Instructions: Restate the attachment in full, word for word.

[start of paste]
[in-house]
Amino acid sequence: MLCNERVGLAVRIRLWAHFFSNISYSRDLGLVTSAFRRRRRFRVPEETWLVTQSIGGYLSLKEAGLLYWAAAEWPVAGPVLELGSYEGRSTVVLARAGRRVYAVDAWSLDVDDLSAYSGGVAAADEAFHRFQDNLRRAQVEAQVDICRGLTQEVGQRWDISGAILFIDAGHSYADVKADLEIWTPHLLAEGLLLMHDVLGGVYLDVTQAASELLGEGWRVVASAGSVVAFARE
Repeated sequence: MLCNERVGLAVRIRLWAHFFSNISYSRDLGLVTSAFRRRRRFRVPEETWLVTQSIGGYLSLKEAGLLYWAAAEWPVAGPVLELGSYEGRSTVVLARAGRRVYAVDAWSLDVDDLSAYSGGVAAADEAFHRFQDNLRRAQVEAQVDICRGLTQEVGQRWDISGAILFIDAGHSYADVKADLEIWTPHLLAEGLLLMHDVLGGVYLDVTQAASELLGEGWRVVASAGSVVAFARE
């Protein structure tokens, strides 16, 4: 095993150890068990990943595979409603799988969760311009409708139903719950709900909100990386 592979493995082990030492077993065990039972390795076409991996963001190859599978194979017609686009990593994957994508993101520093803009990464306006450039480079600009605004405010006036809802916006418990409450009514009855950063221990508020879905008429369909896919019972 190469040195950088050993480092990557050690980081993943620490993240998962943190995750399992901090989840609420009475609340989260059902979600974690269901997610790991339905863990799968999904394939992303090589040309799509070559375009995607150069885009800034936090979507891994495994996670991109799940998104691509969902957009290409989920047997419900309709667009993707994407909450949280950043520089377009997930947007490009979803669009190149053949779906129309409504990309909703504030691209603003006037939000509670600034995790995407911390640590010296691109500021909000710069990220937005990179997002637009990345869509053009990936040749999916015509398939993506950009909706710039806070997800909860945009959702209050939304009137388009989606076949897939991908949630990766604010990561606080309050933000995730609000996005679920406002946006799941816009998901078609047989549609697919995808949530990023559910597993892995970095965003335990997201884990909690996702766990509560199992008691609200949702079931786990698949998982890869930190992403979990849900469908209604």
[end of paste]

[in-house]
Amino acid sequence: MLCNERVGLAVRIRLWAHFFSNISYSRDLGLVTSAFRRRRRFRVPEETWLVTQSIGGYLSLKEAGLLYWAAAEWPVAGPVLELGSYEGRSTVVLARAGRRVYAVDAWSLDVDDLSAYSGGVAAADEAFHRFQDNLRRAQVEAQVDICRGLTQEVGQRWDISGAILFIDAGHSYADVKADLEIWTPHLLAEGLLLMHDVLGGVYLDVTQAASELLGEGWRVVASAGSVVAFARE
Repeated sequence: MLCNERVGLAVRIRLWAHFFSNISYSRDLGLVTSAFRRRRRFRVPEETWLVTQSIGGYLSLKEAGLLYWAAAEWPVAGPVLELGSYEGRSTVVLARAGRRVYAVDAWSLDVDDLSAYSGGVAAADEAFHRFQDNLRRAQVEAQVDICRGLTQEVGQRWDISGAILFIDAGHSYADVKADLEIWTPHLLAEGLLLMHDVLGGVYLDVTQAASELLGEGWRVVASAGSVVAFARE
């Protein structure tokens, strides 16, 4: 095993150890068990990943595979409603799988969760311009409708139903719950709900909100990386 592979493995082990030492077993065990039972390795076409991996963001190859599978194979017609686009990593994957994508993101520093803009990464306006450039480079600009605004405010006036809802916006418990409450009514009855950063221990508020879905008429369909896919019972 190469040195950088050993480092990557050690980081993943620490993240998962943190995750399992901090989840609420009475609340989260059902979600974690269901997610790991339905863990799968999904394939992303090589040309799509070559375009995607150069885009800034936090979507891994495994996670991109799940998104691509969902957009290409989920047997419900309709667009993707994407909450949280950043520089377009997930947007490009979803669009190149053949779906129309409504990309909703504030691209603003006037939000509670600034995790995407911390640590010296691109500021909000710069990220937005990179997002637009990345869509053009990936040749999916015509398939993506950009909706710039806070997800909860945009959702209050939304009137388009989606076949897939991908949630990766604010990561606080309050933000995730609000996005679920406002946006799941816009998901078609047989549609697919995808949530990023559910597993892995970095965003335990997201884990909690996702766990509560199992008691609200949702079931786990698949998982890869930190992403979990849900469908209604």